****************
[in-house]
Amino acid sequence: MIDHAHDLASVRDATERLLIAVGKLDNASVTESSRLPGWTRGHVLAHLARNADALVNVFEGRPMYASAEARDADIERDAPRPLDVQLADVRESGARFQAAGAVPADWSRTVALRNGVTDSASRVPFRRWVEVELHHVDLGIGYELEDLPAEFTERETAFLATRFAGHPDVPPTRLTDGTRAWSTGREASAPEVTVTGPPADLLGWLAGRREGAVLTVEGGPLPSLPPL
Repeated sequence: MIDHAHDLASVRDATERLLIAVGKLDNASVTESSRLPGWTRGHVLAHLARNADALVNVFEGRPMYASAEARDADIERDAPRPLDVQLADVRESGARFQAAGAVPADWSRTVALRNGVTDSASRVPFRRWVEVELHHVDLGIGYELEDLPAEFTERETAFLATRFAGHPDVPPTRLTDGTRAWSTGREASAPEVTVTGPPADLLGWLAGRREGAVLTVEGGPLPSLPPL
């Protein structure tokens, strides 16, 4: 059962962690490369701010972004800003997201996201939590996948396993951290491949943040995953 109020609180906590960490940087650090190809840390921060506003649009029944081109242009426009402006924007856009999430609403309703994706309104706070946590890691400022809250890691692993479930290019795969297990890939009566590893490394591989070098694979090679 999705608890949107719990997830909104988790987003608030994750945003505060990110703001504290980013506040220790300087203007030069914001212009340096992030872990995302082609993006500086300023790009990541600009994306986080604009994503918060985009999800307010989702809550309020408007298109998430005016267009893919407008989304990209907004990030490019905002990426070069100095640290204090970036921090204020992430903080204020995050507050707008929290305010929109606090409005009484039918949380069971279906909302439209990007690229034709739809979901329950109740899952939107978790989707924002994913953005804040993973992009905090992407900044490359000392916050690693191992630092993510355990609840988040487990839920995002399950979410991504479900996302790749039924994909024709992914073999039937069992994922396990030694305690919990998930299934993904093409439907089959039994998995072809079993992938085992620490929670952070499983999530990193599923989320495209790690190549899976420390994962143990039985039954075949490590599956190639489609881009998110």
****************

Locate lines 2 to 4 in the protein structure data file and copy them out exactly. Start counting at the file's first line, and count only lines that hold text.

Amino acid sequence: MIDHAHDLASVRDATERLLIAVGKLDNASVTESSRLPGWTRGHVLAHLARNADALVNVFEGRPMYASAEARDADIERDAPRPLDVQLADVRESGARFQAAGAVPADWSRTVALRNGVTDSASRVPFRRWVEVELHHVDLGIGYELEDLPAEFTERETAFLATRFAGHPDVPPTRLTDGTRAWSTGREASAPEVTVTGPPADLLGWLAGRREGAVLTVEGGPLPSLPPL
Repeated sequence: MIDHAHDLASVRDATERLLIAVGKLDNASVTESSRLPGWTRGHVLAHLARNADALVNVFEGRPMYASAEARDADIERDAPRPLDVQLADVRESGARFQAAGAVPADWSRTVALRNGVTDSASRVPFRRWVEVELHHVDLGIGYELEDLPAEFTERETAFLATRFAGHPDVPPTRLTDGTRAWSTGREASAPEVTVTGPPADLLGWLAGRREGAVLTVEGGPLPSLPPL
């Protein structure tokens, strides 16, 4: 059962962690490369701010972004800003997201996201939590996948396993951290491949943040995953 109020609180906590960490940087650090190809840390921060506003649009029944081109242009426009402006924007856009999430609403309703994706309104706070946590890691400022809250890691692993479930290019795969297990890939009566590893490394591989070098694979090679 999705608890949107719990997830909104988790987003608030994750945003505060990110703001504290980013506040220790300087203007030069914001212009340096992030872990995302082609993006500086300023790009990541600009994306986080604009994503918060985009999800307010989702809550309020408007298109998430005016267009893919407008989304990209907004990030490019905002990426070069100095640290204090970036921090204020992430903080204020995050507050707008929290305010929109606090409005009484039918949380069971279906909302439209990007690229034709739809979901329950109740899952939107978790989707924002994913953005804040993973992009905090992407900044490359000392916050690693191992630092993510355990609840988040487990839920995002399950979410991504479900996302790749039924994909024709992914073999039937069992994922396990030694305690919990998930299934993904093409439907089959039994998995072809079993992938085992620490929670952070499983999530990193599923989320495209790690190549899976420390994962143990039985039954075949490590599956190639489609881009998110």